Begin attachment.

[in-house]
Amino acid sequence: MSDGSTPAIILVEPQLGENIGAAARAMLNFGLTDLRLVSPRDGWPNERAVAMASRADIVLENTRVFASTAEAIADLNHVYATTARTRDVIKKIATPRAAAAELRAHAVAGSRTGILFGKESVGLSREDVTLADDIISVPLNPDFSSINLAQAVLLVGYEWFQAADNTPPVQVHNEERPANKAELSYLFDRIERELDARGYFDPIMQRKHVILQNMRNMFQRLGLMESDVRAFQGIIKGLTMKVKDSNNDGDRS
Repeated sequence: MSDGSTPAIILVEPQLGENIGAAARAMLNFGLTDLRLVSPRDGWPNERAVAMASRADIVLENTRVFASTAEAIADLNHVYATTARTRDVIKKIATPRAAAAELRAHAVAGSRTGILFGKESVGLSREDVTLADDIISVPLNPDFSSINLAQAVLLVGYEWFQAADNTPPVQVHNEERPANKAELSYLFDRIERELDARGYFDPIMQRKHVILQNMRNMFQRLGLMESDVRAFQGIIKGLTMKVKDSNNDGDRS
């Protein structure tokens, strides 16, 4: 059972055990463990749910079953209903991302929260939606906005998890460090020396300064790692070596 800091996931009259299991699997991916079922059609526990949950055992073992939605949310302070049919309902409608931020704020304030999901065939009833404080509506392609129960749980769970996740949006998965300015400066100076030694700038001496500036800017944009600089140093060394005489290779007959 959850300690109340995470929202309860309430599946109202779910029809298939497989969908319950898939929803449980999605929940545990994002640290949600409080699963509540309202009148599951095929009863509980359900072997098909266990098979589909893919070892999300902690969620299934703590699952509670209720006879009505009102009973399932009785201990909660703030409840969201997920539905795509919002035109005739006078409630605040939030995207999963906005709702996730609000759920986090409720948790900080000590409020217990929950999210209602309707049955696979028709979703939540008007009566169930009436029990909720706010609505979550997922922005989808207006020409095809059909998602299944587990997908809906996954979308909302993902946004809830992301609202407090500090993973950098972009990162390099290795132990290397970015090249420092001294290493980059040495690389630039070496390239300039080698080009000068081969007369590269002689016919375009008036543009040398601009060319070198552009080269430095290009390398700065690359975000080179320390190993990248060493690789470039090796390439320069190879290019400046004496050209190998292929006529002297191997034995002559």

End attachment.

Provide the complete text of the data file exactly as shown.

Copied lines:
[in-house]
Amino acid sequence: MSDGSTPAIILVEPQLGENIGAAARAMLNFGLTDLRLVSPRDGWPNERAVAMASRADIVLENTRVFASTAEAIADLNHVYATTARTRDVIKKIATPRAAAAELRAHAVAGSRTGILFGKESVGLSREDVTLADDIISVPLNPDFSSINLAQAVLLVGYEWFQAADNTPPVQVHNEERPANKAELSYLFDRIERELDARGYFDPIMQRKHVILQNMRNMFQRLGLMESDVRAFQGIIKGLTMKVKDSNNDGDRS
Repeated sequence: MSDGSTPAIILVEPQLGENIGAAARAMLNFGLTDLRLVSPRDGWPNERAVAMASRADIVLENTRVFASTAEAIADLNHVYATTARTRDVIKKIATPRAAAAELRAHAVAGSRTGILFGKESVGLSREDVTLADDIISVPLNPDFSSINLAQAVLLVGYEWFQAADNTPPVQVHNEERPANKAELSYLFDRIERELDARGYFDPIMQRKHVILQNMRNMFQRLGLMESDVRAFQGIIKGLTMKVKDSNNDGDRS
């Protein structure tokens, strides 16, 4: 059972055990463990749910079953209903991302929260939606906005998890460090020396300064790692070596 800091996931009259299991699997991916079922059609526990949950055992073992939605949310302070049919309902409608931020704020304030999901065939009833404080509506392609129960749980769970996740949006998965300015400066100076030694700038001496500036800017944009600089140093060394005489290779007959 959850300690109340995470929202309860309430599946109202779910029809298939497989969908319950898939929803449980999605929940545990994002640290949600409080699963509540309202009148599951095929009863509980359900072997098909266990098979589909893919070892999300902690969620299934703590699952509670209720006879009505009102009973399932009785201990909660703030409840969201997920539905795509919002035109005739006078409630605040939030995207999963906005709702996730609000759920986090409720948790900080000590409020217990929950999210209602309707049955696979028709979703939540008007009566169930009436029990909720706010609505979550997922922005989808207006020409095809059909998602299944587990997908809906996954979308909302993902946004809830992301609202407090500090993973950098972009990162390099290795132990290397970015090249420092001294290493980059040495690389630039070496390239300039080698080009000068081969007369590269002689016919375009008036543009040398601009060319070198552009080269430095290009390398700065690359975000080179320390190993990248060493690789470039090796390439320069190879290019400046004496050209190998292929006529002297191997034995002559």